2. Virgin Mary is a LILY [White Flower symbol of unsullied purity; Western Christian Art and some Eastern Orthodox Icons depict the white lily in the Archangel Gabriel’s hand when announcing that Mary would conceive a child, Jesus; cf. corresponding Lotus-Lily virginal symbolism in Far Eastern “Om Mani Padme Om”]; and,
    3. Jesus is the “THE BOY WHO LIVED” — sound anything like the BABY that Herod/Voldemort was trying to kill, but “who lived”?

    Uncanny similarity that must be purposeful on J.K. Rowling’s part.

    For your consideration,

  20. Arabella Figg says

    Well, with Jo’s astounding acknowledgement of Oct. 17, is there any doubt to be had? All disagreements can go in the dustbin of Potter-is-demon-spawn history.

    How hard we fought for the predominant Christian elements of the series to be acknowledged and accepted, only to be continually scorned. Lev Grossman, Richard Abanes and co., apologies are in order, but we don’t expect them.

    Even kitties can have the grace to look ashamed–sometimes….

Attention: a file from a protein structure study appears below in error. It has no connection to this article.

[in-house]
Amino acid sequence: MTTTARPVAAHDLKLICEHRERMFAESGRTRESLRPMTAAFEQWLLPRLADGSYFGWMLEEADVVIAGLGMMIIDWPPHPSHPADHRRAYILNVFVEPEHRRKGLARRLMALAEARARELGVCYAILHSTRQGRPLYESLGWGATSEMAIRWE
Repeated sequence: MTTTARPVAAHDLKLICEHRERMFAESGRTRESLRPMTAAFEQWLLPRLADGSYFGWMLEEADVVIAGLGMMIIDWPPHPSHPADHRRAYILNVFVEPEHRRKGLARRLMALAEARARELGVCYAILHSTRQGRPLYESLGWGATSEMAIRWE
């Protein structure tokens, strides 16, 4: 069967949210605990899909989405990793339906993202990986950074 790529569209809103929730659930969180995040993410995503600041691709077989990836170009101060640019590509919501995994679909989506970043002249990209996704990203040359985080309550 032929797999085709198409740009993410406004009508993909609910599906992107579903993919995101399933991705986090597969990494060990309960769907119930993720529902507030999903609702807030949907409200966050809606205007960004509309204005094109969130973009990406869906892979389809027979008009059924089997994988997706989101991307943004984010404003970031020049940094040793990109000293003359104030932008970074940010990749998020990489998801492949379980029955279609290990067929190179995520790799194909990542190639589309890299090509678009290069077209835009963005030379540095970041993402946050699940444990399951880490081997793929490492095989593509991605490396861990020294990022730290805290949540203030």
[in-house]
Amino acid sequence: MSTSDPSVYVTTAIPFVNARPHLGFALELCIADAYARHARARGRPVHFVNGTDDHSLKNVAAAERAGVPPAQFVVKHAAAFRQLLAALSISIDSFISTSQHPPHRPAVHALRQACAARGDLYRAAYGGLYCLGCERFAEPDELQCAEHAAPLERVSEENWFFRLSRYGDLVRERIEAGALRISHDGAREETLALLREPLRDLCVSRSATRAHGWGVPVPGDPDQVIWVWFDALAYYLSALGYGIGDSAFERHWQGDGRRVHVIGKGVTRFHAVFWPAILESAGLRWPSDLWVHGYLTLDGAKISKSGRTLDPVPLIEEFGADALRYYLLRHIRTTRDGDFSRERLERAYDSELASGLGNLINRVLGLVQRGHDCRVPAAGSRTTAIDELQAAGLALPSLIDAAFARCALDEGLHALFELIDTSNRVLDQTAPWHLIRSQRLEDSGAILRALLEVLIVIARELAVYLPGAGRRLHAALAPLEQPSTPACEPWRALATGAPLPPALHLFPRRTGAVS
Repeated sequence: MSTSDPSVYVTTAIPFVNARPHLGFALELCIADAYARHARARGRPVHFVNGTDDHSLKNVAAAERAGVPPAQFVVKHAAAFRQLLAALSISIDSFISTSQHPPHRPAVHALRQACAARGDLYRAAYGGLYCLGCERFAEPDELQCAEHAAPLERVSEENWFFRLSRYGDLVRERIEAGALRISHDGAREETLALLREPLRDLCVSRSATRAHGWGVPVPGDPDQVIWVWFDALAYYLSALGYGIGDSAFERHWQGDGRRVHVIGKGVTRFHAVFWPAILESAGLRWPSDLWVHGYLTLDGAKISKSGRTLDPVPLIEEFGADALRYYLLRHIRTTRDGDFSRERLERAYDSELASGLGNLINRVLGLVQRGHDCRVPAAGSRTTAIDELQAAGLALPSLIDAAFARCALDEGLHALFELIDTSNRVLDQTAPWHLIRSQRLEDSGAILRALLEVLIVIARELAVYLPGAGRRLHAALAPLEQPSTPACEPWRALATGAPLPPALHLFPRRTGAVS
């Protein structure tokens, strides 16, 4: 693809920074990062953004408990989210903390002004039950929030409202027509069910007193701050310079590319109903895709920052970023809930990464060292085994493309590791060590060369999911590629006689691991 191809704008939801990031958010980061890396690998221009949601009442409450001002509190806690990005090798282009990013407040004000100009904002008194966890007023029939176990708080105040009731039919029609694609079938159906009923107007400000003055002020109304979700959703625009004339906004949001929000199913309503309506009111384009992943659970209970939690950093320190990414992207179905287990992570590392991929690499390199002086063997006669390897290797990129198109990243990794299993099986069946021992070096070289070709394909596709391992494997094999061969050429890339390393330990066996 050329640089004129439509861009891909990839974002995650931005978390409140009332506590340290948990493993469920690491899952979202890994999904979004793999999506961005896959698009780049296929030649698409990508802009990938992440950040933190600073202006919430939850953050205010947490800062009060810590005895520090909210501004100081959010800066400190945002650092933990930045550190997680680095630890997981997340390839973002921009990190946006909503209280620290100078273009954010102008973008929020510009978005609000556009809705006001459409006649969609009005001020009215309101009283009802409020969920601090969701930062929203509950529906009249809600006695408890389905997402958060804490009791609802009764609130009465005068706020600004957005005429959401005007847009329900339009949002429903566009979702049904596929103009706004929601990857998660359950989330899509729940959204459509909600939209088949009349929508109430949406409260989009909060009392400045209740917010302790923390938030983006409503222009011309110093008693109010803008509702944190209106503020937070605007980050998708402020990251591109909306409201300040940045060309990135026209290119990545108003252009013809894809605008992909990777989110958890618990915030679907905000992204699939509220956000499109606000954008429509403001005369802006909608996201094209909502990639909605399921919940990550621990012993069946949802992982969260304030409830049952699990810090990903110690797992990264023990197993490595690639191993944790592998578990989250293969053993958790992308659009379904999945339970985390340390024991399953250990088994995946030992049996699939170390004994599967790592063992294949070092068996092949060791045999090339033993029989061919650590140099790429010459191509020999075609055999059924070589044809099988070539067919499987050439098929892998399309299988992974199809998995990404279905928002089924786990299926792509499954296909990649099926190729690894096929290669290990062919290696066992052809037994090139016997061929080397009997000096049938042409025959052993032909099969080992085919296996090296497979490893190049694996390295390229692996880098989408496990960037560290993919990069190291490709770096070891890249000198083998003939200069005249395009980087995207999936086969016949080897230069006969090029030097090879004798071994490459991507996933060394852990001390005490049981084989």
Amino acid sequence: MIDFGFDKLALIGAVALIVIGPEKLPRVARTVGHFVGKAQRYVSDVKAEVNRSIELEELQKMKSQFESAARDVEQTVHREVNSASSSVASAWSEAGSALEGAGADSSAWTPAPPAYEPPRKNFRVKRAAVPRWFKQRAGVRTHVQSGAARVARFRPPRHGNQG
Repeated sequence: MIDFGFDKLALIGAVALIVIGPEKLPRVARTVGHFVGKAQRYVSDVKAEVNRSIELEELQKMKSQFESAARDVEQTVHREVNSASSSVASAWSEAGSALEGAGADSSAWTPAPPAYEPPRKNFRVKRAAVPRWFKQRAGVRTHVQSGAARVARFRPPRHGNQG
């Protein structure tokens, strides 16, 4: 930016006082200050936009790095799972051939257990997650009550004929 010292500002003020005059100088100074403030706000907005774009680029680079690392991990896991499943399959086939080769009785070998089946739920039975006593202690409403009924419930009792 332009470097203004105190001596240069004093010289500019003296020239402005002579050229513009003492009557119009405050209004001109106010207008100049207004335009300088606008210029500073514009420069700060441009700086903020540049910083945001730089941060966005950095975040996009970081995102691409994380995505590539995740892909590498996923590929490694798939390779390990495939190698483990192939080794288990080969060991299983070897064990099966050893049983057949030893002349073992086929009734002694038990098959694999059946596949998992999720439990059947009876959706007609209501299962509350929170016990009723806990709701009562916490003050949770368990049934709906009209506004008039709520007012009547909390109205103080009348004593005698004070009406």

21. I’m a latecomer on the Harry Potter journey, having only just completed reading book 7. I certainly noticed the ‘nice’ themes (love stronger than power etc) in the earlier books but nothing quite prepared me for the strong Christian symbolism in Deathly Hallows. Chapter 34 and Harry walking to his certain death brings tears to my eyes every time I even think about it.

    I found this blog searching Google on “deathly hallows religious references” and I’m glad I did too!

    I’ve enjoyed reading the great comments on this page on the Christian allegory and the comparisons with the Narnia series.

    No analogy can perfectly depict the original. In Narnia, Aslan was the creator (a divine character) who gives up his power but doesn’t truly enter into his creation in the same way as Christ. In HP, Harry Potter is very much a human with no “above creation” divine nature whatsoever.

    Both are beautiful depictions but of course both have to fall short of the Christ story because neither can get to the heart of the true God/true man paradox of Christ. I love both stories, but I think Harry’s very human struggle with his impending sacrifice moves me the most.

  22. PS. If Ron is like St Peter who would Hermione be … Luke – the studious writer? And Snape is more of a Pontius Pilate than a Judas.

    (Not that I think there’s much to be gained by ‘matching’ every character!)